Market reaction saw gilt yields fall and sterling drop hard, pushing a little lower still this morning. Market bets for the peak in interest rates in August 2023 fell a touch to 4.5% from 4.6%. 5yr interest rate swap spreads declined sharply to the narrowest since early May.   

  

ECB  

Hawks in charge: The ECB statement was quite hawkish; Lagarde was even more hawkish saying the ECB would need to hike at 50bps for a period of time and needs to do more than the markets price...implies the c3% terminal rate priced by markets is way out of step...or markets are indeed right to doubt the ECB actually pushing this hard.  

Italian yields leapt, traders priced in a higher terminal rate and European stock markets plunged 3%. The euro rallied initially before falling back sharply, this morning EURUSD trades around 1.0650.   

There was a noticeable upping the ante in the opening paragraph of the statement. The ECB said interest rates would “still have to rise significantly at a steady pace to reach levels that are sufficiently restrictive to ensure a timely return of inflation to the 2% medium-term target”. This was a step-change from the “substantial progress” hailed in the October statement. Lagarde went further in the press conference, effectively outlining at least another 100bps of hikes by March. JPM have raised their terminal rate projection by 75bps to 3.25%. 

In terms of growth, it was still quite bleak but pointing to shallow-ish recession with a decent pick up in 2024/25. Probably a bit optimistic. Staff inflation projections were revised up a lot but still see big disinflation trend in 2023 which seems like it’s far too optimistic. Lagarde noted that wage growth is strengthening, also fiscal measures could worsen inflationary pressures.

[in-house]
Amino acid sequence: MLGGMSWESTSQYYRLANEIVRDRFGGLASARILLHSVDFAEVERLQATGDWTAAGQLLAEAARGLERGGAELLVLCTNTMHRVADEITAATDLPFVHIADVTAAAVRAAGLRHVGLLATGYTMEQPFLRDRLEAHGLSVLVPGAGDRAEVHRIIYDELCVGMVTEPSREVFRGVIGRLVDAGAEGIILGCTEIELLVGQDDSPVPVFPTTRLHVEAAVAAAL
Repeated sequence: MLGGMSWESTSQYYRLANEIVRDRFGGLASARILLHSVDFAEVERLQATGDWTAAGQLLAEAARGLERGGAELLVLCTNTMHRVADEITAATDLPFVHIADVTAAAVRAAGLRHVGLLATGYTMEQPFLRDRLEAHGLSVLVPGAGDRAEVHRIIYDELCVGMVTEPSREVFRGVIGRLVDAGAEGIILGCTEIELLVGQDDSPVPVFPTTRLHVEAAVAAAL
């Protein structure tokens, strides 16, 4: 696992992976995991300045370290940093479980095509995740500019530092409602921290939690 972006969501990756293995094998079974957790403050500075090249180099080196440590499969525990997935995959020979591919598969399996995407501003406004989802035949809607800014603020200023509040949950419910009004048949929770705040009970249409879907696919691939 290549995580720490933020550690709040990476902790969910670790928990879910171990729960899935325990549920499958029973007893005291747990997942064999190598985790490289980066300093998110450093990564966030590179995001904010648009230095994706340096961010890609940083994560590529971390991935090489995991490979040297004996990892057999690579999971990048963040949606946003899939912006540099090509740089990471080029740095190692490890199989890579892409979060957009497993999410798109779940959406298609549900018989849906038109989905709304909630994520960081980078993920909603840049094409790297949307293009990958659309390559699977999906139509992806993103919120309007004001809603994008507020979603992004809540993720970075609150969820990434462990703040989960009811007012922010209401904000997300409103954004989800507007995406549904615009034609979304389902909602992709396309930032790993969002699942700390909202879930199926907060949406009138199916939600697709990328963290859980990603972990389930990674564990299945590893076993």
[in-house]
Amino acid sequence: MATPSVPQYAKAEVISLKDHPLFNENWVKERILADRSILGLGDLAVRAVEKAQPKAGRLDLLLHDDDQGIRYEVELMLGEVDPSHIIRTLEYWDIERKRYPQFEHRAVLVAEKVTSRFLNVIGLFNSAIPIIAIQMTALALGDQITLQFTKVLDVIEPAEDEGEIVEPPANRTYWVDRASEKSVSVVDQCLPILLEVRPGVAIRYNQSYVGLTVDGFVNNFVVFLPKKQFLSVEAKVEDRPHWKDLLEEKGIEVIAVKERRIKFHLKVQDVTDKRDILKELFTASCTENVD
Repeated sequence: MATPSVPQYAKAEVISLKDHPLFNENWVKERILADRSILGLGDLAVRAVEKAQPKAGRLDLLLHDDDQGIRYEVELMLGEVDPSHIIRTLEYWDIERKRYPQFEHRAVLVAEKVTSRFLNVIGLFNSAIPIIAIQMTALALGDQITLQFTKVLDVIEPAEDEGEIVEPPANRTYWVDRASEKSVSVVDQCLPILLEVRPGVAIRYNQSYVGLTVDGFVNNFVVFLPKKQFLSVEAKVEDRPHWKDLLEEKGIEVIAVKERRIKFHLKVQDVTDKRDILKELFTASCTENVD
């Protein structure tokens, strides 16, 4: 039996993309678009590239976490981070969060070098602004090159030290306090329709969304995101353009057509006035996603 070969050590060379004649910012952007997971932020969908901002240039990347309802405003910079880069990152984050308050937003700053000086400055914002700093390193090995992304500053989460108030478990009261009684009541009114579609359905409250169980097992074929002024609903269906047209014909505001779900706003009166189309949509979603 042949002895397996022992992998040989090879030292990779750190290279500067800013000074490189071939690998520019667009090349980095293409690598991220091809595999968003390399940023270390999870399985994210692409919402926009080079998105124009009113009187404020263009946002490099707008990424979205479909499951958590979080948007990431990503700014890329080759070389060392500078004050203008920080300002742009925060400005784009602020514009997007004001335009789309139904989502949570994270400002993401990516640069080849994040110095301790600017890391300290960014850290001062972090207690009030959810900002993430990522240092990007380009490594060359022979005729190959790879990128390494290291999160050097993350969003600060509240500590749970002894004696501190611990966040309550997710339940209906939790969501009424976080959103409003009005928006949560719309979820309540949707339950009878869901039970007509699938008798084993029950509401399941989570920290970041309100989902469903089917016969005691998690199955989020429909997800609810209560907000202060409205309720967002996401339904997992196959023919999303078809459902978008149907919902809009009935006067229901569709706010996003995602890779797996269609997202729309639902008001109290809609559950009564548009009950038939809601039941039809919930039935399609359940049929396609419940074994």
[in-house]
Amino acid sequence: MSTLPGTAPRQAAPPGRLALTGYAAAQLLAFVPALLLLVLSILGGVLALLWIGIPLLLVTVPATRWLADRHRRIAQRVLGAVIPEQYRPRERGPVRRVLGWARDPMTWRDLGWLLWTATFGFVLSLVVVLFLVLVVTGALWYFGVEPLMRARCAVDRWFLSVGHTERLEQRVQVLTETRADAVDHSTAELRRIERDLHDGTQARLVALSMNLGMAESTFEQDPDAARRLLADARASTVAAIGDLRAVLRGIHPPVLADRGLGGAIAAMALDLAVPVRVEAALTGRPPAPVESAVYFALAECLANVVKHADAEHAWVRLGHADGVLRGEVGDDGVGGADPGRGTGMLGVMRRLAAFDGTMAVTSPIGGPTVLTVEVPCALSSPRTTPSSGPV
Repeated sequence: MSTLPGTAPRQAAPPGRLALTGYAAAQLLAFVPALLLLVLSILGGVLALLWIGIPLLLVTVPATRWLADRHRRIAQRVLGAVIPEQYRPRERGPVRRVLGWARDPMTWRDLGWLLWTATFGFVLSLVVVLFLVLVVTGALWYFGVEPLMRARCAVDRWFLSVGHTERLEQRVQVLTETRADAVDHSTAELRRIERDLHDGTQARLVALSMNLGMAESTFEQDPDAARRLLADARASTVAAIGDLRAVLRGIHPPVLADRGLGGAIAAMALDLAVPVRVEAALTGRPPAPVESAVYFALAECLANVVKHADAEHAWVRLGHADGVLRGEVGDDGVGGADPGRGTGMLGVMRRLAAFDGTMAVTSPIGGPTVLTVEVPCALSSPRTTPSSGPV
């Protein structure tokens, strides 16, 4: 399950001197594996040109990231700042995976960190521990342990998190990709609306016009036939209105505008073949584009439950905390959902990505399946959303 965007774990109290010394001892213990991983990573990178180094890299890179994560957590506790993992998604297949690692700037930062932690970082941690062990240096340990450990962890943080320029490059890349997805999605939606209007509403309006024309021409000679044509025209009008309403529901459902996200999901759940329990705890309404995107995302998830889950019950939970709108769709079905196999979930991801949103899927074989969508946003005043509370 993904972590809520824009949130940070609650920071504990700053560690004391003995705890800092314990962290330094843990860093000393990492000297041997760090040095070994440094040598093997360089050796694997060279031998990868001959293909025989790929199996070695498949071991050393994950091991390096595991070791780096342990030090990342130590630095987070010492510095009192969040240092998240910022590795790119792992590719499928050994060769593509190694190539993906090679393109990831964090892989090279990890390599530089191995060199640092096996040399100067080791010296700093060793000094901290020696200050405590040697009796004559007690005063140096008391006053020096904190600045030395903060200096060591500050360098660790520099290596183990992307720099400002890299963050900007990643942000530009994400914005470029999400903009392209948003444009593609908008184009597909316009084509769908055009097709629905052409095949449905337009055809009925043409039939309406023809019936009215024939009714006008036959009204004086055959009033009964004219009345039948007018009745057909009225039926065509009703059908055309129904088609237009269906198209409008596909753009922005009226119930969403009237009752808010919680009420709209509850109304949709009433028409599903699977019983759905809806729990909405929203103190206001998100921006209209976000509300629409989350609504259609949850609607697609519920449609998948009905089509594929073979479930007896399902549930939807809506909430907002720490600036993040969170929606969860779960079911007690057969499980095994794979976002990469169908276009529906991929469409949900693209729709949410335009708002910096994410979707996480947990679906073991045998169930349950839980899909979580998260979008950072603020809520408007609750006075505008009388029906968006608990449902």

We got some extra clarity on reducing bond holdings with the ECB saying that it will, from March, not reinvest all of the principal payments from maturing securities from the APP portfolio. The decline will amount to €15 billion per month on average until the end of the second quarter of 2023 and its subsequent pace will be determined over time.  

  

Fed  

The main message I got from the Fed and Jay Powell this week was that they are not even thinking about thinking about when to cut rates. A higher terminal rate should be expected. Richard Clarida, former vice chair of the Fed, noted in a blog that markets have been too keen to price in cuts next year. He points out that “if financial conditions ease because markets price in [2023] cuts, a peak policy rate of 5.25% may not be sufficient to put inflation on a path to return to 2% over time”. Higher for longer.  

  

Growth worries  

Chinese data for retail sales and industrial production was poor. US retail sales fell to the lowest level in almost a year, dipping 0.6%. Consumers are still wearing higher prices, but we are seeing cracks now. US initial jobless claims were down 20k, while continuing claims were up again to 1.67m. Today, various flash PMI estimates point to a sluggishness in economies. On the US, Pantheon says “we are on alert for a sharp slowdown in the first quarter, as a softer labor market makes people less willing to run down savings accumulated during Covid to maintain elevated consumption.” 

  

SPX   

Bearish MACD crossover proved worthy again, now looking to see if the 50-day SMA holds. Breach here may see 3,700 retested, however seasonality is a major factor and look for a possible end of year relief rally. Triple witching today with roughly $4tn in options set to expire provides catalyst for breakout from 100-points either side of 4,000 range the index has traded the last few weeks.